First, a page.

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Anguille alla Marchigiana Recipe


  • 3 lbs. eel, cleaned with head & tail removed, chopped in 2 – 3 inch pieces.
  • 4 tbsp extra virgin olive oil, divided
  • 1 large sweet onion, sliced thin
  • 1 clove garlic, minced or grated
  • 4 tbsp fresh parsley, chopped, divided
  • 1 large can (28.5 oz) tomatoes
  • 1 stem fresh basil
  • 1 cup white wine
  • salt & pepper
  • thickly sliced, toasted Italian bread, for serving.


  1. In a large sauce pan, heat 2 tbsp of olive oil over med-high heat. Add onion and sauté for about 3 minutes before adding 3 tbsp of the chopped parsley. Continue to sauté until the onion is translucent, about 5 more minutes.
  2. Add garlic and sauté for a minute.
  3. Add tomatoes, basil, season lightly with salt & pepper, and bring pan’s contents to the boil before reducing to a simmer.
  4. After sauce has simmered for 15 minutes, heat the remaining oil in a large frying pan over med-high heat.
  5. Once the oil is hot, add the pieces of eel and sauté for about 7 minutes, being careful to insure that the pieces are evenly cooked.
  6. Carefully remove the eel and place it in the tomato sauce. Season lightly with salt & pepper.
  7. Use the white wine to deglaze the frying pan. Continue to cook the wine until it is reduced by half. Add the wine reduction to the tomato sauce and carefully stir the pan’s contents.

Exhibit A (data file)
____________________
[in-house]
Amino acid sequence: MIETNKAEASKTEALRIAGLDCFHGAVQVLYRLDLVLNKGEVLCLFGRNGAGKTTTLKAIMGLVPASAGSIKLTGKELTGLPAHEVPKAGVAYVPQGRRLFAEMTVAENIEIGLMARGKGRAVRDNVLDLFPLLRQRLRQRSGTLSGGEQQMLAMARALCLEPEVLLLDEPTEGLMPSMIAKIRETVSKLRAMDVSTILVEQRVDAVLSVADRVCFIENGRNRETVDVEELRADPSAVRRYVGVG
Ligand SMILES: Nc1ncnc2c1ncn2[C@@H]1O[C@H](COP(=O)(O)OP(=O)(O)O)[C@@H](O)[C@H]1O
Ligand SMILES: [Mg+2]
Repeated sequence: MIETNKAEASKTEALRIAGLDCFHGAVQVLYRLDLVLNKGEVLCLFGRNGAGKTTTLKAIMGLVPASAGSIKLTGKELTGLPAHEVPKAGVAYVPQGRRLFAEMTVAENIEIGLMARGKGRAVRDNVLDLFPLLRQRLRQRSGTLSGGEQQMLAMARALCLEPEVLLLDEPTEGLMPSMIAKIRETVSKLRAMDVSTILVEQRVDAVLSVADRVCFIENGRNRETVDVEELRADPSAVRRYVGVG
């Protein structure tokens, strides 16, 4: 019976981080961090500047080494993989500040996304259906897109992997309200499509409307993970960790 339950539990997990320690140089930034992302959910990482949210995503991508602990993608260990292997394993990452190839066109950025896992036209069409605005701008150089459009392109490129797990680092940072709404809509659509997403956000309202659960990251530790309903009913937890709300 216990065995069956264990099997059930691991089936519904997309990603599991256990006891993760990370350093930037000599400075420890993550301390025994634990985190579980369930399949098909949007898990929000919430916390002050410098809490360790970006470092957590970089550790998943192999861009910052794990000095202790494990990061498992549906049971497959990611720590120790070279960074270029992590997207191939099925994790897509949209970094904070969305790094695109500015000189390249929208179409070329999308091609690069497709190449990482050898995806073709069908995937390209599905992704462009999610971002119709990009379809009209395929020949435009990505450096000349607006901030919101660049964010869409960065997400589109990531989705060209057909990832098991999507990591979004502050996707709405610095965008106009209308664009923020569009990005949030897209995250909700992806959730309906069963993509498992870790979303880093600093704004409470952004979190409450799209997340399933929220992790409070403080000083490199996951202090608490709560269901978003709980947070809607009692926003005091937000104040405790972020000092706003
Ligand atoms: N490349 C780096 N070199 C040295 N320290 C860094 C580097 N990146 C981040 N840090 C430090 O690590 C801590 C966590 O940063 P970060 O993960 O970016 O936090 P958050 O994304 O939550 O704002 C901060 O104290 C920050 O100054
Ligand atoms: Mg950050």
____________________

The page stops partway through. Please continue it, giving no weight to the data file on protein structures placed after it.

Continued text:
8. Increase the heat to high, bring the sauce to the boil, then reduce the heat and simmer for another 15 minutes.
  9. Taste and adjust seasoning, if needed, one last time.
  10. To serve, set a piece of toasted bread on each plate and place eel pieces on top, followed by a generous amount of sauce. Garnish each serving with some of the remaining chopped parsley.

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It’s déjà vu all over again …

Calamari SaladA little over a year ago, I gave an account of how the Feast of the 7 Fishes came about. It was part of the post in which I shared Mom’s recipe for a Calamari Salad. Follow this recipe’s guidelines and you’ll have perfectly prepared calamari, not rubber bands. That post also included a round-up of 11 additional seafood recipes for anyone needing help with gathering 7 seafood dishes for the Feast. You can see it all by simply clicking HERE.

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What’s this? You’re still a fish short?

Here’s a round-up of this past year’s seafood posts.

So, combining both posts, you now have 18 recipes from which to choose dishes for your Feast of 7 Fishes. Still having trouble? Try this: start your meal with Mom’s Calamari Salad. Next serve a bowl brimming with Brodetto. See? You’ve got 6 Fishes out-of-the-way already. Now, finish your meal with a bang: Branzino al Cartoccio. That’s 7 Fishes and you haven’t even broken a sweat.

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Coming soon to a monitor near you …

Mom’s Brodo

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137 thoughts on “Eel in the Style of Le Marche — Anguille alla Marchigiana

    • Lucky you! I almost had the same experience, My eel were netted earlier today, right before my eyes, although your seat by the sea is probably a tad better than my seat on the sofa next to Max. Well, it probably smells fresher, in any event. :)
      Have a great day, Celi!